A Seasonal Prelude to Probable Magnificence

A Seasonal Prelude to Probable Magnificence
DATELINE: LOS ANGELES
2004

While 22,000 Road Gerbils were getting their multi-figured money's worth out of the XIX Bill Burkathon here in the Great Satan By The Sea, I was a wee scampering Karma Squirrel skittering over the bosky flanks of Mt Wilson Phillips. Alone. Nearly naked. Cougar bait. And nary a Barking Duck [Torrence, Bingo, 1999] in sight.

I have raised my sights to being a Sunday ultra-trail pest this summer. Not that I'm interesting in running ultras, but tagging along as a whoopie-cushion while others are training strikes me as worthy. It's like watching a slo-mo circus train wreck, where clowns are ejected from overturned box-cars, only with dorky hats and hairy butts. But I get ahead of myself.

The weather had shifted from winter to spring in a few short days. Last week's chill and damp had given way to festive tendrils of happily buzzing flies, outriders to the hordes that will rise up and greet the rosy-fingered dawn a few weeks hence.

Mt Wilson-Phillip's crown of late-season snow was melting off, although snow in the north and west facing hollows were still covering the Rim Trail at the higher elevations. This would ensure a swift and eventful plunge into the abyss. Since my membership in the Sierra Club lapsed in 1988, and I was never a section-head, my ticket was not going to get punched yesterday. Leaving the lot, I hopped the 10' fence, avoiding impalement and disemboweling on the fence spikes, thus depriving carrion crows a full-spectrum non-GMO snack.

Running down the Mt Wilson Road the vistas to the east were stunning--snow-capped Baldy and lesser San Gabriel Mtn peaks were etched in crystalline white. I could only imagine how many round-faced snowboarders were lost in the ravines so far away. It was a Cheetoh for the imagination.

The Mt Lowe Saddle parking lot was crowded with round-bottomed Sierra Club hikers outnumbered by multi-colored body-armored mountain-bikers. I am grateful my sport does not require me to wear body armor. I gather it makes uphill running more challenging.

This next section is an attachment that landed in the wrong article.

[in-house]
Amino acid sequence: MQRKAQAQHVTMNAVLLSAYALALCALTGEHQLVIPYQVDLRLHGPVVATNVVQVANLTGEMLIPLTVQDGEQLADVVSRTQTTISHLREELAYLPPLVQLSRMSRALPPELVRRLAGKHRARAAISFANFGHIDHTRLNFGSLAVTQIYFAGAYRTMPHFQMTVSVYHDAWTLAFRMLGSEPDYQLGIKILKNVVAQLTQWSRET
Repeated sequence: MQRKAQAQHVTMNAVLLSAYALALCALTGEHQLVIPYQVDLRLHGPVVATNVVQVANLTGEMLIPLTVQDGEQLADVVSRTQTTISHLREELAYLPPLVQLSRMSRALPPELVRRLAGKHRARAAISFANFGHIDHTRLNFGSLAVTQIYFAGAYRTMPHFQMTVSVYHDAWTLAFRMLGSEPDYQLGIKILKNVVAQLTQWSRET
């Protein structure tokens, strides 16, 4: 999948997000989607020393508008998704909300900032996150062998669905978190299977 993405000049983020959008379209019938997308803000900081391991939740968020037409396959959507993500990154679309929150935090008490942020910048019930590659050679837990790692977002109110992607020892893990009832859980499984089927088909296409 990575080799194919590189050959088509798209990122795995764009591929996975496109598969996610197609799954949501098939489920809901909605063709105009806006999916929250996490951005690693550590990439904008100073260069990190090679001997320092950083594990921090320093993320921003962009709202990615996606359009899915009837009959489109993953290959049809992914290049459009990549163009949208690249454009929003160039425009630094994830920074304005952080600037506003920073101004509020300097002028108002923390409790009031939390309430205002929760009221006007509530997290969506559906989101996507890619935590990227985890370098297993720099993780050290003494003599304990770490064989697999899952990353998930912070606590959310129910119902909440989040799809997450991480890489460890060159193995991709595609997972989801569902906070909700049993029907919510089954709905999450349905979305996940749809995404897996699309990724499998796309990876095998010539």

The descent down the Valley Forge Trail was truly enchanting. A full-on eastern exposure guaranteed a low-80's experience, lacking only the Thompson Twins and Wham! to round out the picture. This stretch is much warmer later, and I shiver with perverse anticipation imagining an August transit.

The trail drops steadily through scrub oak, canyon oak, but not black oak [Arkansas] towards the Gabrielino Trail at the bottom of the West Fork of the San Gabriel, intermittent with sun-blasted sections.

The Valley Forge trail is not popular with mountain bikers, which limits recreational tipping opportunities for the trail runner. There is something inherently satisfying about the sound of the wind in the trees, birds and squirrels having running feuds, and the fading shrieks of a mountain-biker going over the side of a trail after they've tried to run you down. It's times like these when I feel very close to Nature.

The West Fork Campground was empty of human activity. The preponderance of winged insect life again offered a small clue. I elected to continue via the Rincon-Red Box Road, rather than wrassle with the Gabrielino Trail which was probably overgrown entirely with poison oak. Think of it as an emerald-green car wash as the poison oak vines, bushes and shrubs caress you lovingly.

Any benefits of conditional virtue gained during the downhill were sternly and inexorably extracted on the continual uphill to Newcomb Saddle. I passed the Gabrielino Trail where it junctioned with the road. Keeping pure thoughts in mind, I renounced Satan and Temptation, opting for the Schlong and Winding Road to the Saddle. Those who've run Angeles Crest probably have Golden Memories of that aid station, where the Full Rubber Glove awaits the Initiate. The magic phrase is "my precioussssssss".

Newcomb Saddle offers clear vistas of the mountains to the north and east, the Santa Anita Race track to the south, and tucked into the eastern side of Mt Wilson-Phillips, Chantry Flats, Shipwreck of Hopes for many during Angeles Crest.

The trail was rejoined for the fat mile down to Newcomb Pass. Confused? Don't be. You sat through "Lord of the Rings" and you remembered Aragorn, Arathorn, Karamel Korn; and they all had bad '60s hair.

Now it was 6.9 miles back to Chantry. Dropping down through stands of incense cedar, spruce, canyon oak, mairsy doats, poison oak, manzanita [ABBA, 1975] and other misc green and grey shrub items. The streams are in full rip right now, and cold enough to make the Manly Parts Retract If So Desired.

The run finished up as it usually does--the vertically-bracing, searing .6 mile stroll out of the canyon straight up the black top, passing day hikers and stumbling children wondering how their ever going to make it all the way to Sturtevant Falls, 1.5 miles from the parking lot.

But that is another story altogether.

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